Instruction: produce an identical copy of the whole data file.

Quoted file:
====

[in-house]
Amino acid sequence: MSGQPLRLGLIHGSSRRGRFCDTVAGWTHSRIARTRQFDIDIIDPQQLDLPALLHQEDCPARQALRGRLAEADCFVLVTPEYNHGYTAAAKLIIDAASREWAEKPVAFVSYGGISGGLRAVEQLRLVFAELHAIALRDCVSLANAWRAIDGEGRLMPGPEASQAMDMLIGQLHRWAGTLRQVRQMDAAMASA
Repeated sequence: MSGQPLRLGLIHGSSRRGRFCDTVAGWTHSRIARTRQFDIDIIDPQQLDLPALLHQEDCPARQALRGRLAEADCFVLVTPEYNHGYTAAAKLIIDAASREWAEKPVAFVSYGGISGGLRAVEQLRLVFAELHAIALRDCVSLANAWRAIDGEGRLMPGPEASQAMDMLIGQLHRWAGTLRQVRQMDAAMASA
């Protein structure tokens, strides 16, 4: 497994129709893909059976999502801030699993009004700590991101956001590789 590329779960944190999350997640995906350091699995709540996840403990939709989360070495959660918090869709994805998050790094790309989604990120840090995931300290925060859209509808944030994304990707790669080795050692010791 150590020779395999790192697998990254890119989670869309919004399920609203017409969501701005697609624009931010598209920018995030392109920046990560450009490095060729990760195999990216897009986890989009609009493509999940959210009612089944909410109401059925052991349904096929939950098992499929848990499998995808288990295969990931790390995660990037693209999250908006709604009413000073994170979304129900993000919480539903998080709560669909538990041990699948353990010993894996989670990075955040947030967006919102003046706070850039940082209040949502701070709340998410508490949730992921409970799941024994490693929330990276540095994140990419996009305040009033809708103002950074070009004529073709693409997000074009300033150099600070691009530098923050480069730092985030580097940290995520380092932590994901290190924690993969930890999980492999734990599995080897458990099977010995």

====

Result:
[in-house]
Amino acid sequence: MSGQPLRLGLIHGSSRRGRFCDTVAGWTHSRIARTRQFDIDIIDPQQLDLPALLHQEDCPARQALRGRLAEADCFVLVTPEYNHGYTAAAKLIIDAASREWAEKPVAFVSYGGISGGLRAVEQLRLVFAELHAIALRDCVSLANAWRAIDGEGRLMPGPEASQAMDMLIGQLHRWAGTLRQVRQMDAAMASA
Repeated sequence: MSGQPLRLGLIHGSSRRGRFCDTVAGWTHSRIARTRQFDIDIIDPQQLDLPALLHQEDCPARQALRGRLAEADCFVLVTPEYNHGYTAAAKLIIDAASREWAEKPVAFVSYGGISGGLRAVEQLRLVFAELHAIALRDCVSLANAWRAIDGEGRLMPGPEASQAMDMLIGQLHRWAGTLRQVRQMDAAMASA
């Protein structure tokens, strides 16, 4: 497994129709893909059976999502801030699993009004700590991101956001590789 590329779960944190999350997640995906350091699995709540996840403990939709989360070495959660918090869709994805998050790094790309989604990120840090995931300290925060859209509808944030994304990707790669080795050692010791 150590020779395999790192697998990254890119989670869309919004399920609203017409969501701005697609624009931010598209920018995030392109920046990560450009490095060729990760195999990216897009986890989009609009493509999940959210009612089944909410109401059925052991349904096929939950098992499929848990499998995808288990295969990931790390995660990037693209999250908006709604009413000073994170979304129900993000919480539903998080709560669909538990041990699948353990010993894996989670990075955040947030967006919102003046706070850039940082209040949502701070709340998410508490949730992921409970799941024994490693929330990276540095994140990419996009305040009033809708103002950074070009004529073709693409997000074009300033150099600070691009530098923050480069730092985030580097940290995520380092932590994901290190924690993969930890999980492999734990599995080897458990099977010995």